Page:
3) The dog wasn't all that interested in the world at large due to either temperament or a behavior issue. This one is more common than I think a lot of us realize. I met someone with an off leash beagle at a park when I was in college; I was surprised to see a beagle off leash because of their reputation for following their nose regardless of training. Is it possible to train a beagle to recall off leash? Sure. Is it something the average pet owner has the time to train? Not typically. As I passed them I remarked and said "Oh wow you must do a lot of training with her! Good job!" and the owner's response was "Oh no she's so afraid of everything that she just sticks close by, doesn't feel safe leaving my side." The dog wasn't well trained, she was just scared. I have seen this many times; owners talk about how easy training their old dog was to stay nearby, and they're exasperated by their new dog's running up to people and other dogs, and chasing of squirrels. But upon further investigation (how was your dog when meeting strangers in the home? what was their body language like on walks?) it turns out the dog wasn't motivated to "go say hi" to stuff because they were afraid of that "stuff" in the first place! If there are no competing motivators in your dog's environment due to fear it's definitely easier to install a reliable recall!

4) You were using coercion and punitive methods but didn't realize it because your dog was particularly soft tempered. This last one can be a harsh wake up call, and I want to preface this by saying: dog guardians do the best they can with the knowledge they have at the time, so I hope this does not come off as criticizing past choices too much. Even I used to do the Cesar Milan baloney and yell at/verbally correct my dogs. No one is perfect, and as we know better we do better. With that said. Trainers sometimes talk about "hard dogs" versus "soft dogs"; this tends to mean how sensitive the dog is, particularly about corrections given by the handler. A hard dog when corrected (either physically or verbally) might behave aggressively in response, or just be completely unfazed and not care. But a soft dog, when corrected, will turn into a mushy little puddle of dog and do everything in their power to appease the human who is frightening them. They might lower their posture, walk in a slinking manner, they might pin their ears back and "grovel", their tail will be carried lower. There are some dogs who are so soft that even a slight "hey" in a firm tone immediately gets them to stop what they're doing and attend to you. These dogs CAN be easier to train because it's easy to "shut down" behavior you don't like using what are often seen as 'harmless' corrections (I say "can be" because if you use a correction that is too intense you run the risk of traumatizing the dog and completely shutting them down, which makes learning impossible). But even if the correction on your end feels mild and slight, for your dog it's having a big impact on them and their behavior, and that means it's scary enough to carry that potential fallout we talk about. One way to help our dogs emotionally and mentally is relying on positive reinforcement, humane training methods and setting them up for success, so even if this "worked" for your old dog, we need to do better.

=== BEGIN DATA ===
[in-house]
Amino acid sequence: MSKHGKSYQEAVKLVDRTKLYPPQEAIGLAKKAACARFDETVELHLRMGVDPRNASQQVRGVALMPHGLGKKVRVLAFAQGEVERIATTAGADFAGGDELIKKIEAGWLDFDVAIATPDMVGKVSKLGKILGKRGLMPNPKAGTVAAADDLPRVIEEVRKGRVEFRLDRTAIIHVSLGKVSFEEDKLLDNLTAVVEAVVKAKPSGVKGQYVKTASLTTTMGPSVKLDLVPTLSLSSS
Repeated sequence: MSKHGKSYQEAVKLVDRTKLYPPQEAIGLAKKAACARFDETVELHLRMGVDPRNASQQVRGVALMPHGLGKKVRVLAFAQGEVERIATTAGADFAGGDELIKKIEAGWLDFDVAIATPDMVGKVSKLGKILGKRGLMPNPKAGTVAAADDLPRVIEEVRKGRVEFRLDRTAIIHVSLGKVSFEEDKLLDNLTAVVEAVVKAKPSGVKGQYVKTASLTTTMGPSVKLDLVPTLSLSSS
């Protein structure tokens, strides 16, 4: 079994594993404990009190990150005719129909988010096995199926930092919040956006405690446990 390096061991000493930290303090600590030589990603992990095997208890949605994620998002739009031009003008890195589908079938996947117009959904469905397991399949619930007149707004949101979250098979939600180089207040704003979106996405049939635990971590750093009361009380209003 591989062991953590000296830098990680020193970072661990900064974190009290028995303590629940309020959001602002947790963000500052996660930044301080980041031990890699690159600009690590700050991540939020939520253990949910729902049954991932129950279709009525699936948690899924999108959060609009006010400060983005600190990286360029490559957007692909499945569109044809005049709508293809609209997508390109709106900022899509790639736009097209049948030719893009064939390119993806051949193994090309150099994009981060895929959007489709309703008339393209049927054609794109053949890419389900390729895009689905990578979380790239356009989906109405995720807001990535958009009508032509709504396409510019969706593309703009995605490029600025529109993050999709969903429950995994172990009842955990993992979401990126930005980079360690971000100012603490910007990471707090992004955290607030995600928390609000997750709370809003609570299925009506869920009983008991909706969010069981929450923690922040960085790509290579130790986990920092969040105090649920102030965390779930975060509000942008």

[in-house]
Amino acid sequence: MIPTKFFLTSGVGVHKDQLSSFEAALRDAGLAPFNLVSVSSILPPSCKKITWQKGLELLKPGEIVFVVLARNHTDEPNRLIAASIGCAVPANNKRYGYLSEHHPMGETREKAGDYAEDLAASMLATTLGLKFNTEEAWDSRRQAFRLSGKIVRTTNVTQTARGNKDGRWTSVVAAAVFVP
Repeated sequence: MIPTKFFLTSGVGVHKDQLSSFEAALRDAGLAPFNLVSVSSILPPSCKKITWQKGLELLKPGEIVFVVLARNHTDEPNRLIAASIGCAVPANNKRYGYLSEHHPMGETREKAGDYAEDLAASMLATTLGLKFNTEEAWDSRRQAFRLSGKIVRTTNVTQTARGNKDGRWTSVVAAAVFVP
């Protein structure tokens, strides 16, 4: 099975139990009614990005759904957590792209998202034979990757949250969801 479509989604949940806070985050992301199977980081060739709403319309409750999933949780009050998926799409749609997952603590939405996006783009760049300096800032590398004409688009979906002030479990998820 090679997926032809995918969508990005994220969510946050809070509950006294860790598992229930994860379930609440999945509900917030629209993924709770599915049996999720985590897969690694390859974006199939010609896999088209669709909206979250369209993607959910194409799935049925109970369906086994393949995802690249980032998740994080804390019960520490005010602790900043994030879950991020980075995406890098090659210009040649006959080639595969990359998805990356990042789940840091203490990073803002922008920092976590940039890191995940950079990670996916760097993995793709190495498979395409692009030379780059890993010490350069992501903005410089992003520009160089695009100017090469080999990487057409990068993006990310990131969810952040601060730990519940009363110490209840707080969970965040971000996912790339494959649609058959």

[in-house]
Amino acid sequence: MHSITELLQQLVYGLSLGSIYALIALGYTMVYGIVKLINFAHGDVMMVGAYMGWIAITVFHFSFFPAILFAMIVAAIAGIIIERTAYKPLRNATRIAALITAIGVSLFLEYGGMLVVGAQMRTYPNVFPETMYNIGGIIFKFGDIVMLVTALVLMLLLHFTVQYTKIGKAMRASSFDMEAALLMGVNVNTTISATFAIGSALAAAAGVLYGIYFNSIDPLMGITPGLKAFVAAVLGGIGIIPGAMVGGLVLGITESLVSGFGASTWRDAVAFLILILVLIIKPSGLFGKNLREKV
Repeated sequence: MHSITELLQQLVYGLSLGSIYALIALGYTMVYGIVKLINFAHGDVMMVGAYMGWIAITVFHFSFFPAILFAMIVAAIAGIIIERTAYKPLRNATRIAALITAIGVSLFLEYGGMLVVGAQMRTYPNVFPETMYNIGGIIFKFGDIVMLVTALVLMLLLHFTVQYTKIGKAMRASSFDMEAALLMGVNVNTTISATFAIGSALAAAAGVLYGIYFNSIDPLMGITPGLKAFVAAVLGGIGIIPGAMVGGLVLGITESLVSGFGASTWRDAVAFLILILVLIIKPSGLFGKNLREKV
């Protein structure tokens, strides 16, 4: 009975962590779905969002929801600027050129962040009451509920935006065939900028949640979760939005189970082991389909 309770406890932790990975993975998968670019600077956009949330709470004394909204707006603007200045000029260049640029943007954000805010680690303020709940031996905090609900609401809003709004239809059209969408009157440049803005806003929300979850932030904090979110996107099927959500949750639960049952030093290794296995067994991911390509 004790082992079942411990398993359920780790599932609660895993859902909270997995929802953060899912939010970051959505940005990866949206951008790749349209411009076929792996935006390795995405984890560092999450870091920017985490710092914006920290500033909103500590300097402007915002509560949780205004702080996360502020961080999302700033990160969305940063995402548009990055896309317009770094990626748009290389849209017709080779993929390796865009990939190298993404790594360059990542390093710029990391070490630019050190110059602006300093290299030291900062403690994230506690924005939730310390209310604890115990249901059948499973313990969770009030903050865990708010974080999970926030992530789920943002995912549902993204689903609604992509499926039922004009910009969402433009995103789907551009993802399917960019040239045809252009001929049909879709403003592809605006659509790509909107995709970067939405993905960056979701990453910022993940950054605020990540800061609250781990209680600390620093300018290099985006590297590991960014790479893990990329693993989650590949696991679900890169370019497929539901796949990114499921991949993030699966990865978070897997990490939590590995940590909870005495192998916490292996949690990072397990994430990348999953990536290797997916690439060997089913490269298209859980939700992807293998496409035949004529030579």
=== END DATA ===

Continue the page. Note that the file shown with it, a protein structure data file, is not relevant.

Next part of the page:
Beagle dog lying on a mat outside

The hard fast rule of ALL behavior modification and training is that you HAVE to have something that the dog finds motivating. You have to. If you can't motivate the dog you will not have behavior change. So use the food! Come to the dark side. We have cookies. :)